Cornerstone EPC Sunday morning
Franklin, NC 28734 March 24, 2019
“If I but Touch Him…”
My boyhood pastor at Faith Presbyterian Church (EPC) in Lavonia, Georgia, Dr. Joe Renfro, was compelled time and again to declare to me this fact about our church, “I’ve never seen the beat for sickness.” He was right. Many of our folks endured physical sickness generally—and sometimes a fair number of our people were sick at one time. Yet I’d like to invite him up sometime—and show him the beat.
Virtually every pew here today, and every household regularly here (including my own), holds someone who suffers physically—or has recently. In many of these instances, the health condition is serious—and whether relatively serious or less so, some of us have suffered for a long time. Our God speaks to our souls about this today from His Word—and I, for one, am exceedingly glad. I hope you will be too as we hear this portion of God’s glorious Word of life to our needy souls.
(HERE READ THE TEXT)
Jesus, to put it mildly, is thronged about. A great crowd (5:21, 24) surrounds Him and presses against Him. The larger context (5:21-43) opens with Jesus attending to Jairus, whose daughter is very sick. As Jesus goes with Jairus to his home to care for this ailing daughter, a crowd follows—as does a certain woman in it.
Mark, by the Spirit, tells us that she has a discharge of blood—of twelve years’ duration. Can you imagine the distresses she must daily—yea, moment by moment? She likely is pale—and anemic—from the chronic blood loss. She likely has lost strength—if not in fact downright weak—due to the years of insufficient blood supply. The years of fighting this condition likely has weakened her immunity, and, thus has rendered her more prone to other sickness—thus further breaking her health. We cannot help but sympathize with her in her condition.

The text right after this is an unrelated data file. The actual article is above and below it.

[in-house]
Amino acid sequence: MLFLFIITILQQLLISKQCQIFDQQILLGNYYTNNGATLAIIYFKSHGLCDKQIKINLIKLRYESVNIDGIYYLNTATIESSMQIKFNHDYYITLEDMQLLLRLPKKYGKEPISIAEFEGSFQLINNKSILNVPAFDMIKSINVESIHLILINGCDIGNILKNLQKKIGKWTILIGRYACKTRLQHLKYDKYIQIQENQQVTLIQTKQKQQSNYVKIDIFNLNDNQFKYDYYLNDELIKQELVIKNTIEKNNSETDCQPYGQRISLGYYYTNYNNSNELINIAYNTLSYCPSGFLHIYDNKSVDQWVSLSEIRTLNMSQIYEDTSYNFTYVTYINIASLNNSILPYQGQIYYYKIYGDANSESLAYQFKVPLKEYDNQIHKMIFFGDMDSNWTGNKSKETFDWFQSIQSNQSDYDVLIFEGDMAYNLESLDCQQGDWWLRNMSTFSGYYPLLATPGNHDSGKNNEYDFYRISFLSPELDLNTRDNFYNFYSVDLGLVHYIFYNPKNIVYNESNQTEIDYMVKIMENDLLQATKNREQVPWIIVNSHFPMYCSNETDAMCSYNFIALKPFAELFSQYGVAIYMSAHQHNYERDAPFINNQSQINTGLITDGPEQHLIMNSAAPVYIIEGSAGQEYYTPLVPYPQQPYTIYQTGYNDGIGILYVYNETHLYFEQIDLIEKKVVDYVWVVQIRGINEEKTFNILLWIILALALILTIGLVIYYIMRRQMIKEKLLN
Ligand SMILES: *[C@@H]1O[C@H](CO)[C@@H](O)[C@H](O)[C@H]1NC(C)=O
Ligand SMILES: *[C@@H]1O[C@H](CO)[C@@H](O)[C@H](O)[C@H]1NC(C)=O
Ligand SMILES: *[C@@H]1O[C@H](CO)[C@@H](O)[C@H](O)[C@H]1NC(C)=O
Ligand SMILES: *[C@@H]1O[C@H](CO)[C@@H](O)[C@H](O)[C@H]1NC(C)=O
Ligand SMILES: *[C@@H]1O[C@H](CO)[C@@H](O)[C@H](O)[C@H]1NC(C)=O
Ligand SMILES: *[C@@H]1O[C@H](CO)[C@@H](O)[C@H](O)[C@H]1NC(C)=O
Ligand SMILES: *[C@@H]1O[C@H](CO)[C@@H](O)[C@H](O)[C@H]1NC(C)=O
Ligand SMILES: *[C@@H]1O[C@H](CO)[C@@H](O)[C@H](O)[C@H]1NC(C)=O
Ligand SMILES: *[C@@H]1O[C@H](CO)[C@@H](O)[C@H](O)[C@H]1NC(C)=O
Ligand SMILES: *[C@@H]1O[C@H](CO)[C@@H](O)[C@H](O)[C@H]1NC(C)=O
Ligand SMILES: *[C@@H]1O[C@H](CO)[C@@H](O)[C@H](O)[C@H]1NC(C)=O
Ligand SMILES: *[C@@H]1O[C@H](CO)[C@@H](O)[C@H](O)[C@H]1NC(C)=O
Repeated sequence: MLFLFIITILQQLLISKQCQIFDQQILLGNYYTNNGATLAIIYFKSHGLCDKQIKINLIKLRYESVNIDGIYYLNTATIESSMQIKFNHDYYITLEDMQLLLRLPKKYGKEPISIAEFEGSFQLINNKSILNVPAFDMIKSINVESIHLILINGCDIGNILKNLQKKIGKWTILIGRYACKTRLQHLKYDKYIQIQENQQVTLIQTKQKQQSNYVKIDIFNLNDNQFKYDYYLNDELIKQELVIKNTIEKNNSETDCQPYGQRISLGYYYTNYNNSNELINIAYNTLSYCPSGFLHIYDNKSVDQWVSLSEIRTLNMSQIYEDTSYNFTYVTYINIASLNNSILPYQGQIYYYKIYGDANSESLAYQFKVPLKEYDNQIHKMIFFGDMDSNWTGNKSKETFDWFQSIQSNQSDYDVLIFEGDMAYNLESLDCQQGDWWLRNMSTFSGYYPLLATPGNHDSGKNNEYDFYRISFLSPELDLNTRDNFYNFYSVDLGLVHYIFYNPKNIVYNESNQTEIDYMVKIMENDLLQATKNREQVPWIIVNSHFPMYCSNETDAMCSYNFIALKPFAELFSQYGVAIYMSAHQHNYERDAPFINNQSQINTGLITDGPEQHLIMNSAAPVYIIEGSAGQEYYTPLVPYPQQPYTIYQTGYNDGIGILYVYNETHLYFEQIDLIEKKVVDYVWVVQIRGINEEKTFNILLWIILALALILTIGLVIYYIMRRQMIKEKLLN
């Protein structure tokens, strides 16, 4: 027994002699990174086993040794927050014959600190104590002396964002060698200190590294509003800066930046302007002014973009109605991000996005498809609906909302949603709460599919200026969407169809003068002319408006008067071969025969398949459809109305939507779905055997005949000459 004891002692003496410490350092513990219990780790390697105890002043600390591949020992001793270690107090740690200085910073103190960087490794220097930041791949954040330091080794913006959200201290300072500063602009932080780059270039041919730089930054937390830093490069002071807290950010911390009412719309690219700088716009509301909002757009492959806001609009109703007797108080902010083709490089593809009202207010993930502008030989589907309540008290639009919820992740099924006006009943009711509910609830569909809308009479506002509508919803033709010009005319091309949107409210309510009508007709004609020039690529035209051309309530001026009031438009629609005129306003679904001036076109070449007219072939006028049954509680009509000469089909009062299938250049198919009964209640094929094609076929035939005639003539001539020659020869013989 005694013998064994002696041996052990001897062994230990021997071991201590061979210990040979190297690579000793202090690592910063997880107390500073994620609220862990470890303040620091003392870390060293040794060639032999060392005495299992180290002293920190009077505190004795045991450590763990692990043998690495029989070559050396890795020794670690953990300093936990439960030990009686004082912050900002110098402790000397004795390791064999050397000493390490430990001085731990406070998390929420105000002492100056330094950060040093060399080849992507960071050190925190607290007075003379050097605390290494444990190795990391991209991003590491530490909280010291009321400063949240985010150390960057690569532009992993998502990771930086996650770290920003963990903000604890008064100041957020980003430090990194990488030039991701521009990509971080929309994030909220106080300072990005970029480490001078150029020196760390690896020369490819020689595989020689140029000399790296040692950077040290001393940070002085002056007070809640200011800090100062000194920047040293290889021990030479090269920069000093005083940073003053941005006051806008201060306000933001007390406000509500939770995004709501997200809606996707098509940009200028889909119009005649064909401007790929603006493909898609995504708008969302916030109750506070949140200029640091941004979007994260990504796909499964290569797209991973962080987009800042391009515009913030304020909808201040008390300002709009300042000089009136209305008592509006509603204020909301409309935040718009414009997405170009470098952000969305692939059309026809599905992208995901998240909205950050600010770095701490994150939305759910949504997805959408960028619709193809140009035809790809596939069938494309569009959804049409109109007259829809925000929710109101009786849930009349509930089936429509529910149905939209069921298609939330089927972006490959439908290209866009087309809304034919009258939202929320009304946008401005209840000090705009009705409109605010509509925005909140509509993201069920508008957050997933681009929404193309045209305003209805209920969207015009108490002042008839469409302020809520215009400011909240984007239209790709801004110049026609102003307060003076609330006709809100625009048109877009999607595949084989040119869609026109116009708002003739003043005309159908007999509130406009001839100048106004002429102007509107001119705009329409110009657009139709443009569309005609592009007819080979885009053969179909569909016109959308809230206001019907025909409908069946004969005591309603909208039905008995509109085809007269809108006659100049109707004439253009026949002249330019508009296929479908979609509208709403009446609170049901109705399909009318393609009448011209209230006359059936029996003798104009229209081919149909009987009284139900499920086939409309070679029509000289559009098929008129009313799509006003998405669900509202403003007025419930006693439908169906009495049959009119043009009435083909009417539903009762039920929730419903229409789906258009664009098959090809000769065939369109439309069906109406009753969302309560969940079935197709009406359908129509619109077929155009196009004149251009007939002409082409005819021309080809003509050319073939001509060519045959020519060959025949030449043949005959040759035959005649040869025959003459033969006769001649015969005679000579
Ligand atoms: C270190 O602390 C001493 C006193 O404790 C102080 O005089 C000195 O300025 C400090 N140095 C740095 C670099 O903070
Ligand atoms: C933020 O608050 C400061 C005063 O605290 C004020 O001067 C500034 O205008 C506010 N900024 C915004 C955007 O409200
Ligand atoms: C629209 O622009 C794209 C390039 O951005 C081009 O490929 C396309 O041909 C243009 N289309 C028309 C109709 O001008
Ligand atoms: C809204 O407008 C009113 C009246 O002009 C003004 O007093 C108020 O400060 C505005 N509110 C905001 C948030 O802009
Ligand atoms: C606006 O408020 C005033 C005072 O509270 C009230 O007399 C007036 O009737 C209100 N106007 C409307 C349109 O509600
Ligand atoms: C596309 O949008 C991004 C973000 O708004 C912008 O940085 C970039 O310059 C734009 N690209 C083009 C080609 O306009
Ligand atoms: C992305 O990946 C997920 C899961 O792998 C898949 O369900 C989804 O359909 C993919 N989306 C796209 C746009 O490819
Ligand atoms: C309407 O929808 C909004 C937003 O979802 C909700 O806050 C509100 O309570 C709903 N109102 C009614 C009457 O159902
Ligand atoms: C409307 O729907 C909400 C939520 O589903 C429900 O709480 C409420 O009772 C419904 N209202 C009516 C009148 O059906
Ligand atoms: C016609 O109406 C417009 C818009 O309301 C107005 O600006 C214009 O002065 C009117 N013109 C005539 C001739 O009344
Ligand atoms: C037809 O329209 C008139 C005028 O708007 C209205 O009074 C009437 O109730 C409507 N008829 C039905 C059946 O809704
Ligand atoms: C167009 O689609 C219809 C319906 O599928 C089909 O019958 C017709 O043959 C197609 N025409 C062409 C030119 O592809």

She has spared nothing in her efforts to get well. She has spent all she has to obtain treatment. She has suffered at the hands of many physicians. Yet, despite all of this, she is no better, but only worse. Can you imagine her feelings about this? She no doubt is disappointed and discouraged over this. Certainly she hoped for better before now. Yet she has heard of Jesus—and, presumably, what He has done for others—and the Spirit of the living God draws her into His presence.
She came up behind Jesus displaying her God-given faith with her words, “If I but touch even His garments, I shall be made well.” She doesn’t need Him to stop what He is doing. She doesn’t need to be singled out for special attention—though, as we read, these things will come. She needs His healing, and she trusts that a simple reach-out-and-touch from her side will effect the cure. She touches Him, and the hoped-for healing comes. Immediately her flow of blood dries up, and she feels in her body that she is free of her disease. We with her may cry, “Hallelujah!” now—but the full force of that phrase must wait a brief time.
Jesus immediately turned about in the crowd and asked, “Who touched My garments?” The disciples are incredulous. They ask their Master, and ours, “You see the crowd pressing around You, and yet You say, ‘Who touched me?’” Yet Jesus knows, and states (in Luke 8:46), that power has gone from Him. Jesus’ question, of course, is rhetorical. He, being God incarnate, knows all things, and He knows who touched Him. He merely intends to elicit a response—which is not long coming. Also, though power flows from Jesus to the woman, this loss of power is apparent only. All power is His, and He has an inexhaustible supply of it.